The Inflation Nightmare… or is it a Dream?

In 2008, after the huge quantitative easing, many economists have suggested that the US would soon experience Weimar Republic-like inflation. Critics argued that the pouring of trillions of dollars would with no doubt result in hyper inflation. However reality brought us a different result. Although the Fed’s Balance sheet has quadrupled since 2008, Consumer Price Index (CPI) has only averaged 2,4 percent. Analysts claim this as strange and warn about the exit strategy, they say that the exit from this expansive policy might be painful.

I do not disagree with them on this last point, the exit strategy will be fundamental in securing the success of the policy, however, I believe analysts fail in understanding the root causes of this phenomena. We have to go back to the beginning of the crisis to understand what happened in the monetary economy. During the housing boom, the monetary economy was clearly leveraged and winning the fight against “real economy gravity,” when things turned for the worst the leveraged money disappeared quickly, those who had the liquid cash took it away from the economy (safe havens). Unable to leverage its cash position, the financial system suffered the pressure of the gravity, our typically inflationary economy with economic agents counting on constantly higher prices in the real estate market, found itself with a big hole derived from the lower leverage and from the money taken out of the market.

This big hole had to be bridged. Not creating a monetary bridge would result in deflation since the “household equity” that provided consumers with additional consumer power was contracting, which would result in lower demand for the same supply. At this point I would believe that this was a lesson learned by policy makers, the Great Depression wasn’t in vain. However, in Europe, nothing was learned. They failed to understand that housing bubble popped, cutting consumers purchasing power, which lead to lower income taxes by the governments which finally resulted in huge public deficits in many European economies. Failing to understand this was the unemployment sentence for the Europeans. The truth is that it was not only possible, but actually vital to expand the monetary base to avoid deflation.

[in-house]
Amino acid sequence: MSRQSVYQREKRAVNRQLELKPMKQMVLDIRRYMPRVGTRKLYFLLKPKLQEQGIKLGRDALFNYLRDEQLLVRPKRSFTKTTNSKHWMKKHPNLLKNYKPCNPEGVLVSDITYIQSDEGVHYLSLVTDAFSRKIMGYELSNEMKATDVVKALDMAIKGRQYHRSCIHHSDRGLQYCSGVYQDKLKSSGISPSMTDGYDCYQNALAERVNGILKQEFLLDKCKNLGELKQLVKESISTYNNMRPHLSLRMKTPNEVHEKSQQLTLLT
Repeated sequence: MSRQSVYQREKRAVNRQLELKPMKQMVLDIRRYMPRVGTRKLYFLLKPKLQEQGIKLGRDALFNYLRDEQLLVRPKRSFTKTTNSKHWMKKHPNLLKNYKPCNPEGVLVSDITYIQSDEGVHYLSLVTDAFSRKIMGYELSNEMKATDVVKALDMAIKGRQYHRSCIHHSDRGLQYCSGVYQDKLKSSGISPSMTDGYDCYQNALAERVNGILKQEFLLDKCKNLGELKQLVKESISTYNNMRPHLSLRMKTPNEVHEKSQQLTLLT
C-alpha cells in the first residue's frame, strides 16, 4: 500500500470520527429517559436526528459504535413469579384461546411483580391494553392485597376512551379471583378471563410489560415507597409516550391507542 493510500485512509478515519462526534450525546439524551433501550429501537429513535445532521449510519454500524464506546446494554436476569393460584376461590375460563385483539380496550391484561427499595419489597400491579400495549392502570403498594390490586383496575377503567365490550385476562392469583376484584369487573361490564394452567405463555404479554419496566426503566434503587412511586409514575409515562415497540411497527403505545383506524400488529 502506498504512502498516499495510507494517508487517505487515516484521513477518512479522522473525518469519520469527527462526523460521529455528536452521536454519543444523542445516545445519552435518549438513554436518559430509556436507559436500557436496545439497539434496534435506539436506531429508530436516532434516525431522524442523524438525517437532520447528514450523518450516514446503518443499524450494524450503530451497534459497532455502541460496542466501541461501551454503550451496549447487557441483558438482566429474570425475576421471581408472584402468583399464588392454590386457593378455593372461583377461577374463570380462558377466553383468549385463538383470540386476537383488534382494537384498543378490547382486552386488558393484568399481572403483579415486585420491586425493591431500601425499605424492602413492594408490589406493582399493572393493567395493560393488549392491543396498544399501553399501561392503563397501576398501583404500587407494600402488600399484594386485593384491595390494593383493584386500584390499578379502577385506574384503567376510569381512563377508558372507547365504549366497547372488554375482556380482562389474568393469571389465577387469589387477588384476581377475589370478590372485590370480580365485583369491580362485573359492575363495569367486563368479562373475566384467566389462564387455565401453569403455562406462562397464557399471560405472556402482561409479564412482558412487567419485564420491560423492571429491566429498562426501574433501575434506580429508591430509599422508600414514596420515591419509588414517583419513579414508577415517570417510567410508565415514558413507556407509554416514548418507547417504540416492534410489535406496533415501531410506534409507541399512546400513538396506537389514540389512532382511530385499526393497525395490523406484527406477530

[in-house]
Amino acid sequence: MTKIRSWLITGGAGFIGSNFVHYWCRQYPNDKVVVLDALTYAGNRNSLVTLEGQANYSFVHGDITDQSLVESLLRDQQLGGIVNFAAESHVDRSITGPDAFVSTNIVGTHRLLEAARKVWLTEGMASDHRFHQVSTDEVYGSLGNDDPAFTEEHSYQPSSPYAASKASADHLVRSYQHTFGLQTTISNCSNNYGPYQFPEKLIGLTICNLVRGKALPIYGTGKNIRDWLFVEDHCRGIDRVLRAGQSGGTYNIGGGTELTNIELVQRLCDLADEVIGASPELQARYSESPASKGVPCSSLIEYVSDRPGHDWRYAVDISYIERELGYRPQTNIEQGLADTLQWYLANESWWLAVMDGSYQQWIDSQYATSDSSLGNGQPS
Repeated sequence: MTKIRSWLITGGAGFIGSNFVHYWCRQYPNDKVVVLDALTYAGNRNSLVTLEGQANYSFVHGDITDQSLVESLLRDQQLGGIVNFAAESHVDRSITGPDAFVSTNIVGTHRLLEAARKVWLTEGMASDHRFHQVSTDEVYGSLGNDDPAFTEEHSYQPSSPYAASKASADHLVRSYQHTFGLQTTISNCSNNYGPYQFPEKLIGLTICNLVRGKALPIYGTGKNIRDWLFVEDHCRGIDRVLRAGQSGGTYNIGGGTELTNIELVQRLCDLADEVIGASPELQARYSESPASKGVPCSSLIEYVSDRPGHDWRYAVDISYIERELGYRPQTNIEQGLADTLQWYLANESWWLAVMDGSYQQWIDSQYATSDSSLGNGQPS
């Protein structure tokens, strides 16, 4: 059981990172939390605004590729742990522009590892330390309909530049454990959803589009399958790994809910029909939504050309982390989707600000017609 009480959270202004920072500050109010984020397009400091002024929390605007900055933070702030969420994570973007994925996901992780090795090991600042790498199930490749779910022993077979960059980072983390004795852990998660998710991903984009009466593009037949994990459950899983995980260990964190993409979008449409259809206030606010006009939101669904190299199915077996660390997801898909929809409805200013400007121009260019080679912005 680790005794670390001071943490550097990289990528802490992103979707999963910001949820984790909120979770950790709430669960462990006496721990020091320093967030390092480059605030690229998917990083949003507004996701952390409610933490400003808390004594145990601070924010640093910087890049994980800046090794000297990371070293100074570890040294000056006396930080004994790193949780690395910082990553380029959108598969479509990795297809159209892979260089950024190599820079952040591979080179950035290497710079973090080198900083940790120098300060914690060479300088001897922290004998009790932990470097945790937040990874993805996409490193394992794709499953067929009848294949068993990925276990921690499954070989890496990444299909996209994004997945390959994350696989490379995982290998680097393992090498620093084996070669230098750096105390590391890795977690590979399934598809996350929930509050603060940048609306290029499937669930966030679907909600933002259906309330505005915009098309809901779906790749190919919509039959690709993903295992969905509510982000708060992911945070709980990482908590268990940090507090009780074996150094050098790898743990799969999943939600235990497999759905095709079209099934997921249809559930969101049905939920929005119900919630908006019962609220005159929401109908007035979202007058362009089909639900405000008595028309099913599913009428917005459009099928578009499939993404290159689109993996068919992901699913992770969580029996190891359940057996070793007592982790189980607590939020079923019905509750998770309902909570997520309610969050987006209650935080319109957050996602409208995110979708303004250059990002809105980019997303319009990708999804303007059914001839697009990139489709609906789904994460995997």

What was done was nothing of the sort. Letting the hole without a bridge was the worst mistake possible, the consequence is deflation, which is already going on in Europe, not in the official figures, but the symptoms are there. The raise in real sovereign debt, the depressed consumption, the only reason why the purchasing power is not raising is because of the taxes that are also raising and eating a substantial part of the purchase power of the ones left employed.

On the other hand, the US were able to avoid a huge depression creating a monetary bridge able to cushion the impact of the monetary economy in the real economy. Now, the economic evolution is sometimes tricky, this policy might result in pronounced inflation in the future if the policymakers are not careful, but that may just be a price to pay for not having social convulsion.

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